Sufferings of those faithful in irregular marriage
Sufferings of those Faithful in Irregular Marriage (from http://www.vatican.va/roman_curia/congregations/cfaith/documents/rc_con_cfaith_doc_14091994_rec-holy-comm-by-divorced_en.html)
Difficulties and sufferings of those faithful in irregular marriage situations merit special attention. Pastors are called to help them experience the charity of Christ and the maternal closeness of the Church, receiving them with love, exhorting them to trust in God's mercy and suggesting, with prudence and respect, concrete ways of conversion and sharing in the life of the community of the Church.
Aware however that authentic understanding and genuine mercy are never separated from the truth, pastors have the duty to remind these faithful of the Church's doctrine concerning the celebration of the sacraments, in particular, the reception of the Holy Communion. In recent years, in various regions, different pastoral solutions in this area have been suggested according to which, to be sure, a general admission of divorced and remarried to Eucharistic communion would not be possible, but the divorced and remarried members of the faithful could approach Holy Communion in specific cases when they consider themselves authorised according to a judgement of conscience to do so. This would be the case, for example, when they had been abandoned completely unjustly, although they sincerely tried to save the previous marriage, or when they are convinced of the nullity of their previous marriage, although unable to demonstrate it in the external forum or when they have gone through a long period of reflexion and penance, or also when for morally valid reasons they cannot satisfy the obligation to separate.
In some places, it has also been proposed that in order objectively to examine their actual situation, the divorced and remarried would have to consult a prudent and expert priest. This priest, however, would have to respect their eventual decision to approach Holy Communion, without this implying an official authorisation.
Fidelity to Jesus
In fidelity to the words of Jesus Christ, the Church affirms that a new union cannot be recognised as valid if the preceding marriage was valid. If the divorced are remarried civilly, they find themselves in a situation that objectively contravenes God's law. Consequently, they cannot receive Holy Communion as long as this situation persists.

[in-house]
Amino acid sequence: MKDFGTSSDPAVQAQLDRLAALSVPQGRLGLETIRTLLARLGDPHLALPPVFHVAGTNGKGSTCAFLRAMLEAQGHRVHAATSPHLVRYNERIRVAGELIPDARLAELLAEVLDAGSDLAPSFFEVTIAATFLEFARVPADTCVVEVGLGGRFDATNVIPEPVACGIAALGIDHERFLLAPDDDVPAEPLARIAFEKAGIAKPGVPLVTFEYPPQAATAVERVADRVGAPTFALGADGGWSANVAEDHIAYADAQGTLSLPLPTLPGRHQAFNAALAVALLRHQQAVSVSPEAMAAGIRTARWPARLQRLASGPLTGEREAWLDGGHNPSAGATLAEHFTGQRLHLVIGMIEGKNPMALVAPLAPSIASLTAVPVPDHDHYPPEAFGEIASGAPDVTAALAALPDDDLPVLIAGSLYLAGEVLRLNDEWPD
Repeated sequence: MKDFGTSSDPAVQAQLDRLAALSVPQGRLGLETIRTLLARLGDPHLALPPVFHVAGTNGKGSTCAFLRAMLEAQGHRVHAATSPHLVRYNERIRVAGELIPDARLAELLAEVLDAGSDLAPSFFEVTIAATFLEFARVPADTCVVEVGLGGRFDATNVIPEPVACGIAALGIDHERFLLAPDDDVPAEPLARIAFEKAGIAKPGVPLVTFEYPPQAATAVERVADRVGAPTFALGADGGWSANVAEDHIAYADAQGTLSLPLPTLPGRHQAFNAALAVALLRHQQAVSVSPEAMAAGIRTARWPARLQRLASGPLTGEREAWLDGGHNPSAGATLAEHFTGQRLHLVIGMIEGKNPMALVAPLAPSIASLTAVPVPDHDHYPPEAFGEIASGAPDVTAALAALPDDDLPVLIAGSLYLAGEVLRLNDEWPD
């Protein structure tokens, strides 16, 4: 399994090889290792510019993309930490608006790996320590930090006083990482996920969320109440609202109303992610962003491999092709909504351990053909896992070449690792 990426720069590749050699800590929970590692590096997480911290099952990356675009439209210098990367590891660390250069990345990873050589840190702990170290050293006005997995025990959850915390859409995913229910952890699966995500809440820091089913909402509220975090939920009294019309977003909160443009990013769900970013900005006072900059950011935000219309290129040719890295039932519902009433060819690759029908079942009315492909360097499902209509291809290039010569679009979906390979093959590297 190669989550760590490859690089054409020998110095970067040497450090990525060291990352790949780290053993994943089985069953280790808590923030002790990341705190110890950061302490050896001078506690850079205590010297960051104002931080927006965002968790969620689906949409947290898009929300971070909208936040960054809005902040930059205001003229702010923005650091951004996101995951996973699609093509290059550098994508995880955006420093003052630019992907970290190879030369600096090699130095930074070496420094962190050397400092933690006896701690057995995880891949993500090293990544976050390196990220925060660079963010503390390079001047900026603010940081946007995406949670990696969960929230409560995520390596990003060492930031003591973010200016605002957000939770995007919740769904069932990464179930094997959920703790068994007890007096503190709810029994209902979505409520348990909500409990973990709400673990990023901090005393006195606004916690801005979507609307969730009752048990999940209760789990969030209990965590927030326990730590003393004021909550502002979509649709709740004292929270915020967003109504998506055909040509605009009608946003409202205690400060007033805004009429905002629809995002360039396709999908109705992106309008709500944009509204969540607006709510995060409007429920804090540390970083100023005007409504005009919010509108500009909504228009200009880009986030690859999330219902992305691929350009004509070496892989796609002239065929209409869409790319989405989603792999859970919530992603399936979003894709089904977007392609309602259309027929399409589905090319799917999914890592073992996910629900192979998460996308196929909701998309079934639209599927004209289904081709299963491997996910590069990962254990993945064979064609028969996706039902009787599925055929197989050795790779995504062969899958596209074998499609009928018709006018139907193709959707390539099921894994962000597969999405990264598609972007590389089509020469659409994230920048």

This norm is not at all a punishment or a discrimination against the divorced and remarried, but rather expresses an objective situation that of itself renders impossible the reception of Holy Communion: "They are unable to be admitted thereto from the fact that their state and condition of life objectively contradict that union of love between Christ and his Church which is signified and effected by the Eucharist. Besides this, there is another special pastoral reason: if these people were admitted to the Eucharist, the faithful would be led into error and confusion regarding the Church's teaching about the indissolubility of marriage".
The faithful who persist in such a situation may receive Holy Communion only after obtaining sacramental absolution, which may be given only "to those who, repenting of having broken the sign of the Covenant and of fidelity to Christ, are sincerely ready to undertake a way of life that is no longer in contradiction to the indissolubility of marriage. This means, in practice, that when for serious reasons, for example, for the children's upbringing, a man and a woman cannot satisfy the obligation to separate, they 'take on themselves the duty to live in complete continence, that is, by abstinence from the acts proper to married couples'". In such a case they may receive Holy Communion as long as they respect the obligation to avoid giving scandal.
This does not mean that the Church does not take to heart the situation of these faithful, who moreover are not excluded from ecclesial communion. She is concerned to accompany them pastorally and invite them to share in the life of the Church in the measure that is compatible with the dispositions of divine law, from which the Church has no power to dispense. On the other hand, it is necessary to instruct these faithful so that they do not think their participation in the life of the Church is reduced exclusively to the question of the reception of the Eucharist. The faithful are to be helped to deepen their understanding of the value of sharing in the sacrifice of Christ in the Mass, of spiritual communion, of prayer, of meditation on the Word of God, and of works of charity and justice.
Lifestyles contradicting the union of love between Christ and his Church, signified and effected by the Eucharist, are not in accord with the Catholic faith. This refers to irregular marriage that objectively contravene God's law. Those individuals must abstain from receiving communion until they repent and seek to be faithul to Christ above all else.